Simon Perchik, born 1923 in Paterson, New Jersey, worked as an attorney for 30 years before retiring to write full time. Known for his abstract, non-narrative style of poetry, his work has appeared in more than 20 books, as well as The New Yorker, Poetry and The Nation. Dubbed by Library Journal as “the most widely published unknown poet in America,” Perchik talks to Julie Haasova in our latest Poet of the Month interview about technique, rhyme and working the subconscious.
In your essay ‘Magic, Illusion and Other Realities’ you speak about the spectrum of writing which ranges from prose to poetry, and you suggest that this spectrum is one that fiction writers move back and forth along. You say that poetry is “words that inform the reader of that which cannot be articulated” and a characteristic of your poems is that they are strictly non-narrative, personal and open to interpretation. Did you always write poetry in this way or have you progressed through several styles? I’m also interested to know what brought you to writing and why you pursue it.
Like everyone else going to public school in the 30s I was told that a poem had to rhyme so that’s how I wrote. It wasn’t till the late 40s in college I learned that a poem doesn’t have to rhyme. I try not to use rhyme. I was freed from that limitation I felt I could forgo much of the other hallmarks of poetry such as poetic language, narrative, non-personal themes. The abstraction came fairly late. Working in the subconscious was always there, I think. Regarding why I write, that’s a question I have no answer for. And if I did know the answer I’m sure it would not give anyone joy. I write, as best I can tell, out of fear. What that fear is, is something I don’t want to think too much about. I’d also like to add that I have nothing but doubts about what I’m doing and how I do it. So, you and your readers should read my answers with some hesitation. It could be I have it all wrong.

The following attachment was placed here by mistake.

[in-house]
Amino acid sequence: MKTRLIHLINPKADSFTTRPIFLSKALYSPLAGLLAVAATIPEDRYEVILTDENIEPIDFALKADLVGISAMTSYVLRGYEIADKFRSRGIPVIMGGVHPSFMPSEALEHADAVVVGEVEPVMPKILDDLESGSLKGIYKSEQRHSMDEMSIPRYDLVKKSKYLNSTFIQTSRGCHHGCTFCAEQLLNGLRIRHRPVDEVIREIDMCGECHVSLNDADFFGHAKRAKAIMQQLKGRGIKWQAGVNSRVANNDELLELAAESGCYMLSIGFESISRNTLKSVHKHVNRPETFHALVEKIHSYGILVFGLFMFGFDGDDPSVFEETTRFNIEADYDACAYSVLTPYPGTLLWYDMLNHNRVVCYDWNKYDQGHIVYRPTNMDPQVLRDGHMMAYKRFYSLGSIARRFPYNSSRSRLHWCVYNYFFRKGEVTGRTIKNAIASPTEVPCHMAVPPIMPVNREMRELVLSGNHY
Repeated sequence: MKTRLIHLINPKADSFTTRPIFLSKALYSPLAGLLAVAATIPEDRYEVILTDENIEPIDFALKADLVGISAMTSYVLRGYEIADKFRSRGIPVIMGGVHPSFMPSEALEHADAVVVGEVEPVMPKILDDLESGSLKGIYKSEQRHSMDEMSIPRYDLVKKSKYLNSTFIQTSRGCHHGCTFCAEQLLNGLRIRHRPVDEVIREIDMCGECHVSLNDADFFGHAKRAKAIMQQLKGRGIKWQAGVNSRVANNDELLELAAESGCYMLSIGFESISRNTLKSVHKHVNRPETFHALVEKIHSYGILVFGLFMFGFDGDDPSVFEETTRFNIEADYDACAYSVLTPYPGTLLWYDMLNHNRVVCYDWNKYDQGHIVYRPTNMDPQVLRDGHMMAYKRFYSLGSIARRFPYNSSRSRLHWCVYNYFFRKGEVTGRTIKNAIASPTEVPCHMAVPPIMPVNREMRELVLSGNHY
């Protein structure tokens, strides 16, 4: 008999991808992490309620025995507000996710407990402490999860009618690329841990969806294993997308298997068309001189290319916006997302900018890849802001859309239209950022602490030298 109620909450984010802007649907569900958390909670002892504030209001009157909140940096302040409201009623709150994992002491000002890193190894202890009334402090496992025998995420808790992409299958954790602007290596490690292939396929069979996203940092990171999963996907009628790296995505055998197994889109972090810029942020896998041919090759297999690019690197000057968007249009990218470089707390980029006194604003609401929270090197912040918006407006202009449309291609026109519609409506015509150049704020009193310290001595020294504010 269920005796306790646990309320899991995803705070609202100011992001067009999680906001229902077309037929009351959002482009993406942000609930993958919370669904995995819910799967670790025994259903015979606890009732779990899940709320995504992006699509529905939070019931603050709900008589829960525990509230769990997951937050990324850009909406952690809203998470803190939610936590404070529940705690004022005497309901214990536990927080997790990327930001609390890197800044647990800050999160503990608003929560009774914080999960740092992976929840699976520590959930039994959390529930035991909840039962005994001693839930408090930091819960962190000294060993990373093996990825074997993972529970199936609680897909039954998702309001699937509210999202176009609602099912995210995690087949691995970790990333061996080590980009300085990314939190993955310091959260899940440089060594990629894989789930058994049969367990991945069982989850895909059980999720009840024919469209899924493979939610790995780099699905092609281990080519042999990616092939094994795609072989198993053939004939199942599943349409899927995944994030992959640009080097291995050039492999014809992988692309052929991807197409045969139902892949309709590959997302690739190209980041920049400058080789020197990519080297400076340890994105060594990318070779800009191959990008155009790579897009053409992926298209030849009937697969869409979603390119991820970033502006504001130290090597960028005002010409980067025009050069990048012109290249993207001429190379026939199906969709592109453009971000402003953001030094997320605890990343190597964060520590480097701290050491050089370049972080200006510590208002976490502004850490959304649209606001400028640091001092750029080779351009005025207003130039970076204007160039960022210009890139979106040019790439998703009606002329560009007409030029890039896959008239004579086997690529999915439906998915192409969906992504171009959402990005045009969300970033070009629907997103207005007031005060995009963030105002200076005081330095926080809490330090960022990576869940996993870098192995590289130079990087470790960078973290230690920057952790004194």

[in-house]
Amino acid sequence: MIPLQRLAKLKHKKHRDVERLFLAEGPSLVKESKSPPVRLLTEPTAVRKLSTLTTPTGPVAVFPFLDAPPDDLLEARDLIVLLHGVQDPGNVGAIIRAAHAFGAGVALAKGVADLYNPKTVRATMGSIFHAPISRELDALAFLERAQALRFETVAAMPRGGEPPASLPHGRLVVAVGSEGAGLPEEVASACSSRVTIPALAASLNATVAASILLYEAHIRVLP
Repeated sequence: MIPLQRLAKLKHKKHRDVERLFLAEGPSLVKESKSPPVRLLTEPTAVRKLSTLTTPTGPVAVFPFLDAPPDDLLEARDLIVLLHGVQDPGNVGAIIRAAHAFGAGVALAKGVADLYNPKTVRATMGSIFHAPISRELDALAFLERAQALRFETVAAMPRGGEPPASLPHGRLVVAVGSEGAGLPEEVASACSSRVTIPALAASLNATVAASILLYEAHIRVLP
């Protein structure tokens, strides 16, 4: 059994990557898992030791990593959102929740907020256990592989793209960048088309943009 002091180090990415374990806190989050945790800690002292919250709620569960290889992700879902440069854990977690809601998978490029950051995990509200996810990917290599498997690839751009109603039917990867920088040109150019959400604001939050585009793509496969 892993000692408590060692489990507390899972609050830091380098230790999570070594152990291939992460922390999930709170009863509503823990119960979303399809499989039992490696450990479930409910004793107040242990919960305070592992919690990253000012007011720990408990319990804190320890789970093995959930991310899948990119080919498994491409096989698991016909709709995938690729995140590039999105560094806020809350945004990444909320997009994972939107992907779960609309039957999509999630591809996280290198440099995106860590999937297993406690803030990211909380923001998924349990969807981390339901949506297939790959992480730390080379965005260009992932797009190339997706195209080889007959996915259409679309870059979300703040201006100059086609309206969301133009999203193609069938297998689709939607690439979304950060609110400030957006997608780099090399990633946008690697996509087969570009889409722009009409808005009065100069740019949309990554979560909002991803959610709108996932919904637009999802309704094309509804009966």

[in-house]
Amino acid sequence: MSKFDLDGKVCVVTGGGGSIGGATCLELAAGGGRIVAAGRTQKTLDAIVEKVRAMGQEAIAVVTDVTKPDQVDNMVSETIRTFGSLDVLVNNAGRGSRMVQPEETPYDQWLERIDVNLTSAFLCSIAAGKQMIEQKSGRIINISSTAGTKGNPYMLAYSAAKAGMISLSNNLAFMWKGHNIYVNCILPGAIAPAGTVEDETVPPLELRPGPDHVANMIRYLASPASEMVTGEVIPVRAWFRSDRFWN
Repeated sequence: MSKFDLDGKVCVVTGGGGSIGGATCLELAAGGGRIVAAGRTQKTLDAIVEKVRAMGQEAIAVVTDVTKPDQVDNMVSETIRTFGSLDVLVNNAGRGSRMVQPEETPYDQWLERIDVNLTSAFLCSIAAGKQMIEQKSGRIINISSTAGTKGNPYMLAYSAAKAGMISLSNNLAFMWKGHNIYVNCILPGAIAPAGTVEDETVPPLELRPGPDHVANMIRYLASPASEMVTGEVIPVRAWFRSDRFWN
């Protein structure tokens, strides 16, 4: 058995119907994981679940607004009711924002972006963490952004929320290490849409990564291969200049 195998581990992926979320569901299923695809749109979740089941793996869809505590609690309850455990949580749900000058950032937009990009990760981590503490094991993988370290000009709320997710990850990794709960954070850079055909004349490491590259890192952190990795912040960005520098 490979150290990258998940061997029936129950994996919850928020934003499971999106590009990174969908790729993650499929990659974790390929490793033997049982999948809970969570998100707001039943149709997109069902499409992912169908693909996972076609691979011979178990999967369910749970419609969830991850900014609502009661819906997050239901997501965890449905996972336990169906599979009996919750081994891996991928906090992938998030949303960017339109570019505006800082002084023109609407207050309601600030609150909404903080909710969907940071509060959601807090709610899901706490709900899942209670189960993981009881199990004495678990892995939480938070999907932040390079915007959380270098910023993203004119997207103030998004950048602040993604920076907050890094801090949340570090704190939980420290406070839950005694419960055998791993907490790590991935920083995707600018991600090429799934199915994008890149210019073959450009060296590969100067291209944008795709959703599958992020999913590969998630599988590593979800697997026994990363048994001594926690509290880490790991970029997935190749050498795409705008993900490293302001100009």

You were born in Paterson, NJ, but moved to New York for college and still live there now. How would you compare the two locations in terms of how they influence your writing? Do you feel any connection to poets who came from Paterson like William Carlos Williams or Allen Ginsberg?
Though I was born in Paterson I never met Ginsberg. Same for William Carlos Williams. In those days, I was just waiting to get drafted into World War Two. Must add that though Ginsburg is not my cup of tea, I owe a lot to WCW. From him I learned to use the vernacular, not use the phony poetic language in poems we were offered in public school. Honesty took a step up in WCW’s poetry.
Some words, such as “lips” “hands” and “stone” recur in your poems. Are there particular phenomena or types of language that you find yourself repeatedly returning to in your writing?
Yes, just as you found, I do repeat those words and no matter where a poem starts out it ends in a graveyard. That’s something I can’t help. I have a great story to tell you about my use of “hands”. I was lucky enough to have my first collection reviewed in Poetry. The review mentioned my obsession with “hands”. I thought he reviewed a different book. I wasn’t even aware I used the word “hand” let alone that I might be obsessed with it. But there it was, over and over and over. I’ve gotten over the frequent use of “hands” but I use “stone” a lot now – I just can’t help it.